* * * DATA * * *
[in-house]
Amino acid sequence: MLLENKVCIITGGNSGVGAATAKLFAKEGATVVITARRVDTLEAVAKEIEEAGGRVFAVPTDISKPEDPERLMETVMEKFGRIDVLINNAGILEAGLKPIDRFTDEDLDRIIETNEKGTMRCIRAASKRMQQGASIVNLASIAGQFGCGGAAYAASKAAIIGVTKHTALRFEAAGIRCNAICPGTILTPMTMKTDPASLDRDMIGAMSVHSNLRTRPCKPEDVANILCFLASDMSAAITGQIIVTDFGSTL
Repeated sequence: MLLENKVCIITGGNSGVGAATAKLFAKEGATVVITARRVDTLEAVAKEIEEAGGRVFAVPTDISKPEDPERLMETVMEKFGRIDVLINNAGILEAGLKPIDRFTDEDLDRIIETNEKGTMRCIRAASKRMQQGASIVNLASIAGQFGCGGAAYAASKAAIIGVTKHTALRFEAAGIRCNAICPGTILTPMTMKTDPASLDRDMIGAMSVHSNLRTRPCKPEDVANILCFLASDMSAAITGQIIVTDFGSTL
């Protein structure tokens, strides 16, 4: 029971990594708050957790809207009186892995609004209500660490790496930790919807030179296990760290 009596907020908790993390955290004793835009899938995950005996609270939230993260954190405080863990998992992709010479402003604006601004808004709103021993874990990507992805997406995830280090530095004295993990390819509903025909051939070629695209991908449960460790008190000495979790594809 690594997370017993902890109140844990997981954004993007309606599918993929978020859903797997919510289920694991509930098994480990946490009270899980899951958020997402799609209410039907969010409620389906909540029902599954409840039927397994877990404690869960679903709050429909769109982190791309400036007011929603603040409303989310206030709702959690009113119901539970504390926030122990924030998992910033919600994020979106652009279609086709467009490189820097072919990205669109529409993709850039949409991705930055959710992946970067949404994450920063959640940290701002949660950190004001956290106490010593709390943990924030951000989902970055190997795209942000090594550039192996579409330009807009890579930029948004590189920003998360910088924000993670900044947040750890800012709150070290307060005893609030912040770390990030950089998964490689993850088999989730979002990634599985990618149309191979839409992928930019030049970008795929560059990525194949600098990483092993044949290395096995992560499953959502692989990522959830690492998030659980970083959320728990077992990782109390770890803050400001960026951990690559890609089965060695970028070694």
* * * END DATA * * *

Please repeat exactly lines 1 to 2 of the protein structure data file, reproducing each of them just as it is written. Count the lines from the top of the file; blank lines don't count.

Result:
[in-house]
Amino acid sequence: MLLENKVCIITGGNSGVGAATAKLFAKEGATVVITARRVDTLEAVAKEIEEAGGRVFAVPTDISKPEDPERLMETVMEKFGRIDVLINNAGILEAGLKPIDRFTDEDLDRIIETNEKGTMRCIRAASKRMQQGASIVNLASIAGQFGCGGAAYAASKAAIIGVTKHTALRFEAAGIRCNAICPGTILTPMTMKTDPASLDRDMIGAMSVHSNLRTRPCKPEDVANILCFLASDMSAAITGQIIVTDFGSTL